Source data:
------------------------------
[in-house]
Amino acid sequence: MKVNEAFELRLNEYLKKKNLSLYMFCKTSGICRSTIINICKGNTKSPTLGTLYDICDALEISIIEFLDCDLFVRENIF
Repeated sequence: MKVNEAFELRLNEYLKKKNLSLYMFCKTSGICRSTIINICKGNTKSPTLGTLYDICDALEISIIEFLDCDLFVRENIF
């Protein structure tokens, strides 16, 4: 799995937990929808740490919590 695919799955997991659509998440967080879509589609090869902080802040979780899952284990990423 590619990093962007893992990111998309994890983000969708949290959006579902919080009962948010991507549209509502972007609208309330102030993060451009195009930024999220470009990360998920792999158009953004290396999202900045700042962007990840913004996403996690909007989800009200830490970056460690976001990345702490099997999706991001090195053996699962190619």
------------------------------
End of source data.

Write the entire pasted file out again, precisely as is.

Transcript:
[in-house]
Amino acid sequence: MKVNEAFELRLNEYLKKKNLSLYMFCKTSGICRSTIINICKGNTKSPTLGTLYDICDALEISIIEFLDCDLFVRENIF
Repeated sequence: MKVNEAFELRLNEYLKKKNLSLYMFCKTSGICRSTIINICKGNTKSPTLGTLYDICDALEISIIEFLDCDLFVRENIF
């Protein structure tokens, strides 16, 4: 799995937990929808740490919590 695919799955997991659509998440967080879509589609090869902080802040979780899952284990990423 590619990093962007893992990111998309994890983000969708949290959006579902919080009962948010991507549209509502972007609208309330102030993060451009195009930024999220470009990360998920792999158009953004290396999202900045700042962007990840913004996403996690909007989800009200830490970056460690976001990345702490099997999706991001090195053996699962190619």